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Public bodies are vulnerable to hacking – government needs to step up to protect them

more information on sonyhack from leading cyber security expertsSource: National Cyber Security – Produced By Gregory Evans Barely a month passes in 2017 without some kind of IT failure hitting the headlines, but the hacks, leaks and breaches that make the news may represent just the tip of the iceberg. An investigation by the i newspaper has revealed that public bodies such as […] View full post on AmIHackerProof.com | Can You Be Hacked?

Safety tips for using public Wi-Fi

Source: National Cyber Security – Produced By Gregory Evans

Q: What can I do to be safe when using public Wi-Fi? The convenience of accessing public Wi-Fi networks has become somewhat of an expectation when we’re away from our primary home and work connections, but it’s important to understand the risks. Anytime you share a connection with strangers, whether…

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Worker pleads guilty to tampering with public records in child abuse cases

To Purchase This Product/Services, Go To The Store Link Above Or Go To http://www.become007.com/store/ Whitney Adams pleaded guilty Thursday morning to tampering with public records. Adams was sentenced to 5 years probation and community service. Adams was accused of lying about her investigations in dozens …

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Personal Security Takes A Hit With Public Release Of NSA’s Hacking Toolkit

Source: National Cyber Security – Produced By Gregory Evans

Personal Security Takes A Hit With Public Release Of NSA’s Hacking Toolkit

Former members of Team Espionage recently expressed their concern that the Shadow Brokers’ dump of NSA Windows exploits had done serious damage to the security of the nation. The unwanted exposure of NSA power tools supposedly harmed intelligence gathering efforts, even though the tools targeted outdated operating systems and network software.
However, there are still plenty of computers and networks online using outmoded software. This makes the released exploits a threat (especially those targeting XP users, as that version will never be patched). But not much of a threat to national security, despite the comments of anonymous former Intelligence Community members. It makes them a threat to personal security, as Chris Bing at CyberScoop points out:
One of these hacking tools, a backdoor implant codenamed DOUBLEPULSAR — which is used to run malicious code on an already compromised box — has already been installed on 30,000 to 50,000 hosts, according to Phobos Group founder Dan Tentler. Other researchers have also engineered different detection scripts to quickly scan the internet for infected computers.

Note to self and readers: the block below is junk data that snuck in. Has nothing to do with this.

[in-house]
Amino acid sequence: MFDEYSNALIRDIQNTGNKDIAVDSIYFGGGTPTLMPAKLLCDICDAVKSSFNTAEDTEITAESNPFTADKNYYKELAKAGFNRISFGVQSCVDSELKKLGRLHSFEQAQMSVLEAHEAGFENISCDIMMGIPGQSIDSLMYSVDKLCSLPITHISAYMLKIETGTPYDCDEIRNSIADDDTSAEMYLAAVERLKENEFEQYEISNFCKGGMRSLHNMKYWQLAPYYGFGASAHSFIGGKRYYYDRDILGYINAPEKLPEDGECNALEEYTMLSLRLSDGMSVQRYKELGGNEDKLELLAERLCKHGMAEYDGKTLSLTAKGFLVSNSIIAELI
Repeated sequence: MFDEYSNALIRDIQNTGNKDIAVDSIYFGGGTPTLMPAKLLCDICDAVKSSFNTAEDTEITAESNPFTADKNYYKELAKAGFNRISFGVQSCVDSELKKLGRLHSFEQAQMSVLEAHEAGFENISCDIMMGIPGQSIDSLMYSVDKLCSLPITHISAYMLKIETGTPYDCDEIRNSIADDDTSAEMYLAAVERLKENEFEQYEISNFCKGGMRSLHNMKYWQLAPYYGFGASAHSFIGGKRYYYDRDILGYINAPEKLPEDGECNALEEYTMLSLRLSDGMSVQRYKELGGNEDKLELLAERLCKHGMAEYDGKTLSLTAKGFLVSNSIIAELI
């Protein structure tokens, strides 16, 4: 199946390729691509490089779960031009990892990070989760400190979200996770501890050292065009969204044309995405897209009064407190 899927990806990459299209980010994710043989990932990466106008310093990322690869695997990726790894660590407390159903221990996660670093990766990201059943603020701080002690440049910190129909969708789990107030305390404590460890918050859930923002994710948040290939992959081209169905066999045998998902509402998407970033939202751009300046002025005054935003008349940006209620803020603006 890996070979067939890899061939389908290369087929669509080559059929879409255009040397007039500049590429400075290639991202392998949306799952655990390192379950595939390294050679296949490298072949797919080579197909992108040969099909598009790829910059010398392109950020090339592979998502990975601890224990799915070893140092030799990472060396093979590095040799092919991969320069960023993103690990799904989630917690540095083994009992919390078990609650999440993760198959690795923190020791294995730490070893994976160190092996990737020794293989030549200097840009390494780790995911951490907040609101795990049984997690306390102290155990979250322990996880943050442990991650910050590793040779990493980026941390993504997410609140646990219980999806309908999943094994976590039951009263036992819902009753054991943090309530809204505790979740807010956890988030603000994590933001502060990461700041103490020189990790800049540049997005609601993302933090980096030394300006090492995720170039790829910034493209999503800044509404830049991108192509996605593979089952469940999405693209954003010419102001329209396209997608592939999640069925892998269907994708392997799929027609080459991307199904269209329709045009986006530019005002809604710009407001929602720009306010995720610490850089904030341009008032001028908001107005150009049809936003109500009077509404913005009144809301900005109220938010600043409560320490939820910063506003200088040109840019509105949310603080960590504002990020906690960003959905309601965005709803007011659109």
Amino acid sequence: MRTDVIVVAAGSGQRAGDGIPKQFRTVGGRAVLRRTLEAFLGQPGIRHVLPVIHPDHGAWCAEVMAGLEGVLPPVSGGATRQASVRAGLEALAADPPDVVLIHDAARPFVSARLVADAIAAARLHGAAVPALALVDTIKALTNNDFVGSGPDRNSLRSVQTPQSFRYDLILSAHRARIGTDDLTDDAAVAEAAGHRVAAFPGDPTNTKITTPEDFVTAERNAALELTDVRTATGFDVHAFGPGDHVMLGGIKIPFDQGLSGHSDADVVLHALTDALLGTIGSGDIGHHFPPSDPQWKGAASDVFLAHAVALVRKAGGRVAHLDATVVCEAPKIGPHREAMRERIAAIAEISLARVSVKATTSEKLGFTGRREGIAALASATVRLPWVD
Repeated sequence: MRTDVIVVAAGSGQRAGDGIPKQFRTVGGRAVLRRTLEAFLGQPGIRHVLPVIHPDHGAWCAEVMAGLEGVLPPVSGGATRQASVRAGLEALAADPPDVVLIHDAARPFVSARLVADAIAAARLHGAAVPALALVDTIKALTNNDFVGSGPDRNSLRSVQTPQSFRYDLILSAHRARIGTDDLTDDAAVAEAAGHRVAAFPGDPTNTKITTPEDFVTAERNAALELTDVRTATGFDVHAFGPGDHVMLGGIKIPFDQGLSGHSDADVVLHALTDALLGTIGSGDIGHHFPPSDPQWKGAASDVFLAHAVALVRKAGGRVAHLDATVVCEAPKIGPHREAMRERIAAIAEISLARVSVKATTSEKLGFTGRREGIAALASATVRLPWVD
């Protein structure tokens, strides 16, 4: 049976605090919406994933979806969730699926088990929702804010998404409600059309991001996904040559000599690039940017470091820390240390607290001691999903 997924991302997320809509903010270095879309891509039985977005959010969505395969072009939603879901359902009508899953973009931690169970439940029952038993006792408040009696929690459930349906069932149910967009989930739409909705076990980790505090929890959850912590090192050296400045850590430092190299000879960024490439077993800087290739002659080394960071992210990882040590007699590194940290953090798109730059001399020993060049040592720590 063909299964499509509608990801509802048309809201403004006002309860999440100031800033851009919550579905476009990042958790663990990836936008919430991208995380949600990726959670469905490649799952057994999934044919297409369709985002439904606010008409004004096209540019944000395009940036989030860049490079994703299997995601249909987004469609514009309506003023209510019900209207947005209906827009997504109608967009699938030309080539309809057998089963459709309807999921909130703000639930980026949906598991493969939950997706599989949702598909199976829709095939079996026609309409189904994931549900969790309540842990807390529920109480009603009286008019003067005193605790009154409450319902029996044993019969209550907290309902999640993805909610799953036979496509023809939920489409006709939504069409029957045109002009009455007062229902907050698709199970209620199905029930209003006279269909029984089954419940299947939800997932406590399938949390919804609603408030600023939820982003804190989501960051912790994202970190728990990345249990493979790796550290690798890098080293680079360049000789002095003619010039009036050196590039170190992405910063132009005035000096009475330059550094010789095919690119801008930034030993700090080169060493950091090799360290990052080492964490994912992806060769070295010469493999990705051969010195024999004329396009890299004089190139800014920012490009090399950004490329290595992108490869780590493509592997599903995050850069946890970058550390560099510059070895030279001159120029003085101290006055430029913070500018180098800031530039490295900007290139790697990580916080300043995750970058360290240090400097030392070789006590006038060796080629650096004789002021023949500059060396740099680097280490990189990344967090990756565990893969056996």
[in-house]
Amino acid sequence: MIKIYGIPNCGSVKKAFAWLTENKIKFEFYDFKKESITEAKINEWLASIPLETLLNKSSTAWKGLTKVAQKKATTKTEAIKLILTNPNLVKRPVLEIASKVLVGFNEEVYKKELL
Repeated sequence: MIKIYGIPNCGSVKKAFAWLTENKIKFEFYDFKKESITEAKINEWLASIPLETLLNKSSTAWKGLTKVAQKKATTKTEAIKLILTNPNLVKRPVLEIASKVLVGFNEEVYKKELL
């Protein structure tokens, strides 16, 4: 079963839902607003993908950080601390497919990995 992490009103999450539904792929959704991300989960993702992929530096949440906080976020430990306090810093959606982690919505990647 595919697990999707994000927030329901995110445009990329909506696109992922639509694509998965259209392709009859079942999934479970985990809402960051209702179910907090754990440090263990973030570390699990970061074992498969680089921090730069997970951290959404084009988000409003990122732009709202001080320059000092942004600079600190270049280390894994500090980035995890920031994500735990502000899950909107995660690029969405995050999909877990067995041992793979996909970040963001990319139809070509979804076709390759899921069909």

John Matherly, the CEO of internet scanning-tool maker Shodan.io, said that upwards of 100,000 computers could be affected.
Rather surprisingly, data gathered by security researchers shows a majority of the infected computers are in the United States. This shows Microsoft’s steady updating push still faces a sizable resistance right here at home. What it also shows is how fast exploits can be repurposed and redeployed once they’re made public. The scans for DOUBLEPULSAR have turned up thousands of hits worldwide.
DOUBLEPULSAR is simply a backdoor, but an extremely handy one. Once installed, it makes targeted computers extremely receptive to further malware payloads.
“The presence of DOUBLEPULSAR doesn’t mean they’re infected by the NSA, it means there is a loading dock ready and waiting for whatever malware anyone wants to give it,” Tentler said. “The chances are none that all theses hosts [were hacked by] the NSA.
So, there’s that small bit of comfort. It’s not the NSA nosing around the innards of your Windows box, but a bunch of script kiddies playing with new toys… adding them to the normal rolls of malware purveyors seeking to zombify your device and/or make off with whatever information is needed to open fraudulent credit card accounts or whatever.
The NSA certainly could have informed Microsoft of these exploits before it ended support for certain platforms, thus ensuring late- (or never-) adopters were slightly more protected from malware merchants and state agencies. But that’s the Vulnerabilities Equity Process for you: no forewarning until a third party threatens to turn your computing weapons over to the general public.